New EU appointees speak out against Russia
Two of the EU’s new top officials - Donald Tusk and Federica Mogherini - have spoken out against Russia’s “war” on Ukraine.
Tusk, the Polish PM, who is to take over as EU Council head in December, said at a WWII commemoration in Westerplatte, on the Baltic Sea coast, on Monday (1 September) that Russia’s actions merit a tough Nato response.
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“[The phrase] ‘No more war’ can no longer be the manifesto of the weak and helpless, an expression of the illusion that around us there are no people and no countries who want to use force and warfare as a means of pursuing their political goals”, he noted.
“Today, looking at the tragedy of the Ukrainians, looking at the war, because we have to use that word, we know, that September 1939 cannot be repeated”.
The Battle of Westerplatte marked the start of Germany and Russia’s invasion of Poland 75 years ago.
Tusk got the EU post last weekend despite being an advocate of strong sanctions on Russia.
He spoke ahead of a Nato summit this week which is to see the creation of a “rapid reaction force” to counter potential Russian aggression against the alliance’s eastern members.
Italian foreign minister Mogherini, who is to become the new EU foreign policy chief in November and who is considered Russia-friendly, also criticised Moscow on Monday.
She told the Italian daily Corriere della Sera that EU sanctions are hurting the Russian economy and that “the Kremlin is acting against the interests of its people”.
She also accused Russian leader Vladimir Putin of not sticking to his promises.
"Putin has never respected the commitments he made in several situations, in Geneva, in Normandy, in Berlin. He wasted the chance to turn things around by influencing the separatists after the shooting down of the Malaysian airplane. The distance between commitments and concrete action has been enormous”.
The comments were echoed by German chancellor Angela Merkel.
She told a press conference in Berlin that tit-for-tat EU-Russia sanctions are hurting the German economy. But she added: “I have to say there is also an impact when you are allowed to move borders in Europe and attack other countries with your troops … accepting Russia's behavior is not an option”.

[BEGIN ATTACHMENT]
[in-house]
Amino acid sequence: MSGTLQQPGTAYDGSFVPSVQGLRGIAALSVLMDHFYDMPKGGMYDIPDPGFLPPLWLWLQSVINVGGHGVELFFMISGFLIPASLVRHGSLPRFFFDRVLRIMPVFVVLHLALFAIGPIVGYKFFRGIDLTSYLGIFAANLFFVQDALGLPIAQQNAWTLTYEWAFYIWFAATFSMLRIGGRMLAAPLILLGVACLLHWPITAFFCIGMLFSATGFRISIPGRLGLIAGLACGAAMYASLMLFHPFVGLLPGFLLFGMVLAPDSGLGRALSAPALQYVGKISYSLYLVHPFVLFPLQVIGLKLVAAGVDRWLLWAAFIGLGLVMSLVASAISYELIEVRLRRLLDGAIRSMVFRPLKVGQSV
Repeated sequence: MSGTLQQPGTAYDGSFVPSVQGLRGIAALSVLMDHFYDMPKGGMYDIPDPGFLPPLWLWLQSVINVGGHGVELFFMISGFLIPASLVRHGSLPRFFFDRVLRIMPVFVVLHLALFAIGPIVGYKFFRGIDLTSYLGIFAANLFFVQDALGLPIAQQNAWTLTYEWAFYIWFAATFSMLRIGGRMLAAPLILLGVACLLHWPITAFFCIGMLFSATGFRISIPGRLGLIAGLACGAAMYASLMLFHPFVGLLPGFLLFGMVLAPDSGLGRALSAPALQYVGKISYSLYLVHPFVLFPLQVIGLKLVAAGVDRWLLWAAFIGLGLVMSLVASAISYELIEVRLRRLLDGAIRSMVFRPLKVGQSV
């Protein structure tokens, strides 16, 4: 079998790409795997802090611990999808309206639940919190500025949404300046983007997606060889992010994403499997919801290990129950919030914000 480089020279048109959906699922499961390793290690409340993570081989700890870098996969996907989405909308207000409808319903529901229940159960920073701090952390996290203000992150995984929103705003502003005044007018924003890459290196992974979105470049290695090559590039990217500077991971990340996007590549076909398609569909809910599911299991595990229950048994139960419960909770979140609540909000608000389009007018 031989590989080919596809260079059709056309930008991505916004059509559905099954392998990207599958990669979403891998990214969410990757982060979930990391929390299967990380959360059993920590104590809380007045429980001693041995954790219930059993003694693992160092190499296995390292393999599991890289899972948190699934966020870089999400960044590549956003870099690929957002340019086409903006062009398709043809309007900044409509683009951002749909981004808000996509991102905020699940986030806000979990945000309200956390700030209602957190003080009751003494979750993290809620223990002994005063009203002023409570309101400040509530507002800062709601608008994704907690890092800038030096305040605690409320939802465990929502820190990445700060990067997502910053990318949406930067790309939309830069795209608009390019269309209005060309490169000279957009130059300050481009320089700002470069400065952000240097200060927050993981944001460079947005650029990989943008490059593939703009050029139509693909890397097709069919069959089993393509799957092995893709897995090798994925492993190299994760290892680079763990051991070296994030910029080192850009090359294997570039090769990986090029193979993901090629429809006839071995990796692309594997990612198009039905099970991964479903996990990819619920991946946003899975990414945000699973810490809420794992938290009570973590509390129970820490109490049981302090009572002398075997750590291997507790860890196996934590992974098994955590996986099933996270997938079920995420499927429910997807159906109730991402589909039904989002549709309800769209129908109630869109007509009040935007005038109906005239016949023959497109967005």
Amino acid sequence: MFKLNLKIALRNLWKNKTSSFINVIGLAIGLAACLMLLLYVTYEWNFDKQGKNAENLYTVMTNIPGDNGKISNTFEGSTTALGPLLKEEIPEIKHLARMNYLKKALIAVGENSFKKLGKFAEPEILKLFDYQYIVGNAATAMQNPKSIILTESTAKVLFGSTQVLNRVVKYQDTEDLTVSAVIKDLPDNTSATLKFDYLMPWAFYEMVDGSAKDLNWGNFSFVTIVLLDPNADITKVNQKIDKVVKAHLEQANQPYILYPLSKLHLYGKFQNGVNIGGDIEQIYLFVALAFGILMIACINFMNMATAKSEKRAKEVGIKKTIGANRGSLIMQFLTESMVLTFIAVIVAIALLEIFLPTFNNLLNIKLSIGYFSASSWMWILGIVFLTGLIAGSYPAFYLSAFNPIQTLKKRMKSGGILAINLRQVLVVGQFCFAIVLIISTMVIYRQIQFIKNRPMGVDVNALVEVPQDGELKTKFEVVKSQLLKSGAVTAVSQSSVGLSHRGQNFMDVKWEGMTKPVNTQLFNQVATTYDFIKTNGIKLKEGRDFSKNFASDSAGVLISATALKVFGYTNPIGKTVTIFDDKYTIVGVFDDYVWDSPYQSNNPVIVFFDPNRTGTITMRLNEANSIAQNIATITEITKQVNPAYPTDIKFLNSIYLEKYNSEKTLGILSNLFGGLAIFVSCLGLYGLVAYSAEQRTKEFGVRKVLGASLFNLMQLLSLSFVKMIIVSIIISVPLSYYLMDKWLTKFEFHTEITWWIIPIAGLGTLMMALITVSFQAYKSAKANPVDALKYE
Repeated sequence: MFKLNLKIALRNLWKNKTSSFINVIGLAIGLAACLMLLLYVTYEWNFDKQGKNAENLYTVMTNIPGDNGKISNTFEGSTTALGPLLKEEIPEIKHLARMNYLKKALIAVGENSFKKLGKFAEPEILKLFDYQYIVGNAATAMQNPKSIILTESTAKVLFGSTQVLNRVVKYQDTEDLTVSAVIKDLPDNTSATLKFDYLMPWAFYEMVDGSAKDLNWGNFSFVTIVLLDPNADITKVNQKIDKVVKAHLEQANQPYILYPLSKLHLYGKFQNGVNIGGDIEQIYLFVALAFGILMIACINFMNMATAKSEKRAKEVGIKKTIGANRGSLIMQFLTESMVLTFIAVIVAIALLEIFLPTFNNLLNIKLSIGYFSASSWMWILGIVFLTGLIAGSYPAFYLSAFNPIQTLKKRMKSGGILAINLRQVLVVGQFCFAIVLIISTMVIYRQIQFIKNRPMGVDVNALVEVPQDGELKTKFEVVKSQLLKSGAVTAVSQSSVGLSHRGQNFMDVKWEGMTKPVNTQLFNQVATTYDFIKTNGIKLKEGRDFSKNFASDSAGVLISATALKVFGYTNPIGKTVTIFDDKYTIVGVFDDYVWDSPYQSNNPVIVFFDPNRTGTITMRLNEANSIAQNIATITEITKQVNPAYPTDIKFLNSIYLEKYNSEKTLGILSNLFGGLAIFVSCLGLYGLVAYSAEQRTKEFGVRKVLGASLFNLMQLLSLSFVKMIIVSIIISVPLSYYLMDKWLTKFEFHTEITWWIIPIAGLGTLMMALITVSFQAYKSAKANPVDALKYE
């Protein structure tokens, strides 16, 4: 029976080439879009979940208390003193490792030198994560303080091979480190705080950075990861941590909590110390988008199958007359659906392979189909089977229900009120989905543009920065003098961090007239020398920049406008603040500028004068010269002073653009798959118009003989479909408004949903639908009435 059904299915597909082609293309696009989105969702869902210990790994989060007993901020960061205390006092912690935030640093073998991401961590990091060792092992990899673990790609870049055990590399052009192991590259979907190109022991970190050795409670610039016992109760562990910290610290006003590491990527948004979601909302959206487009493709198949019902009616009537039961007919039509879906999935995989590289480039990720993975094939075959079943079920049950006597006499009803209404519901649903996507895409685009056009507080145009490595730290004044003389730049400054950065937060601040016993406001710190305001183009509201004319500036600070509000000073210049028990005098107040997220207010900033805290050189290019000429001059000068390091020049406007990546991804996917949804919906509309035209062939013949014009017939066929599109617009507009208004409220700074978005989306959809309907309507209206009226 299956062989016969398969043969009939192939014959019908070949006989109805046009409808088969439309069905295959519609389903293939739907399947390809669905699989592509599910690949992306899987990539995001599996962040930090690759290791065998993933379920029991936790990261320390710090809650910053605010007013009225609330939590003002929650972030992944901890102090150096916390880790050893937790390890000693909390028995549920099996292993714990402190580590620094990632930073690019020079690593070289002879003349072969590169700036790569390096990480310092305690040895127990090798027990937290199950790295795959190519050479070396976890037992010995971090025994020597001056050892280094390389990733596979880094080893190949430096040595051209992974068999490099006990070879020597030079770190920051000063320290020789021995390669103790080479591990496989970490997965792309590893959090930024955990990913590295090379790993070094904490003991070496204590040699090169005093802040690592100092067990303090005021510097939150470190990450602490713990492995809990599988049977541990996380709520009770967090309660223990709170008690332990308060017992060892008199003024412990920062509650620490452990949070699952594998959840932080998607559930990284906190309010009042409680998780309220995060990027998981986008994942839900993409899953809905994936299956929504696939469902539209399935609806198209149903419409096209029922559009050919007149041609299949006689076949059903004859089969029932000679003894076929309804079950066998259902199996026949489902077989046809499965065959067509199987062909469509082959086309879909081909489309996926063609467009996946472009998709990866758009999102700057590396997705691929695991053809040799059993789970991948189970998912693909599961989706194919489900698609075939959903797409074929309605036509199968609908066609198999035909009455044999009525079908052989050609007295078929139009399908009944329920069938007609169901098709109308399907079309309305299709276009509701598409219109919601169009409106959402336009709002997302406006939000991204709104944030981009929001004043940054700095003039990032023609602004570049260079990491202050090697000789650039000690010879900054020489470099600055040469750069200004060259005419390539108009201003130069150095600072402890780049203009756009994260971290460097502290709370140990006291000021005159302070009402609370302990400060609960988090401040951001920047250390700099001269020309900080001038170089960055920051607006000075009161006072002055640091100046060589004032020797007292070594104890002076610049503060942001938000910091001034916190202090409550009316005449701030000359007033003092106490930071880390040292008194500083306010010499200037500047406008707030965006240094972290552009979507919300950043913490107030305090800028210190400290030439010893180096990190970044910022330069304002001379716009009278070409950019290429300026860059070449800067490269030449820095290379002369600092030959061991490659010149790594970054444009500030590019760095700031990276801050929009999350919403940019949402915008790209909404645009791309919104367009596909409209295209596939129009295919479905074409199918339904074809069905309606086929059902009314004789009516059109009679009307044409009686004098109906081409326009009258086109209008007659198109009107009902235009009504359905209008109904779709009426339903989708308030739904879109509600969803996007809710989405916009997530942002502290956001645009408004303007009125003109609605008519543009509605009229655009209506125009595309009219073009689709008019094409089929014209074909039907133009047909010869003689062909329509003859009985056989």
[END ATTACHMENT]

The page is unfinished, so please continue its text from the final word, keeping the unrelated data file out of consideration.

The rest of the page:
EU leaders last weekend gave Putin one week to stop hostilities in Ukraine or face new punitive measures, which, according to Reuters, could include a ban on European banks’ buying of Russian state bonds.
The one-week lag was designed to give Ukraine a chance to propose a new “peace plan” in “Contact Group” talks with rebels in Minsk.
But the Minsk meeting on Monday yielded no result, with Russia saying Kiev should accept “statehood” for separatist entities in east and south Ukraine.
Ukraine’s president, Petro Poroshenko, and its defence minister, Valeriy Heletey, the same day said at least 1,600 Russian troops, including tank columns, are now fighting in Ukraine.
Poroshenko said: “Straight, unconcealed aggression of a neighbouring country against Ukraine has begun. It radically changes the situation in the area of hostilities”.
Heletey added, following a Ukrainian defeat against pro-Russia rebels and Russian forces in a battle at Luhansk airport, that Kiev’s “anti-terrorist operation” is over and that a direct conflict with Russia has begun.
"Our armed forces were defeating the bands of Russian mercenaries, and destroyed their spies and special agents. This is why the Kremlin was forced to move to a full-scale invasion with its regular army”, he said.
“A great war has arrived at our doorstep, the likes of which Europe has not seen since World War II … We must urgently build our defence against Russia, which is trying not only to reinforce regions occupied earlier by terrorists, but to attack other Ukrainian regions”.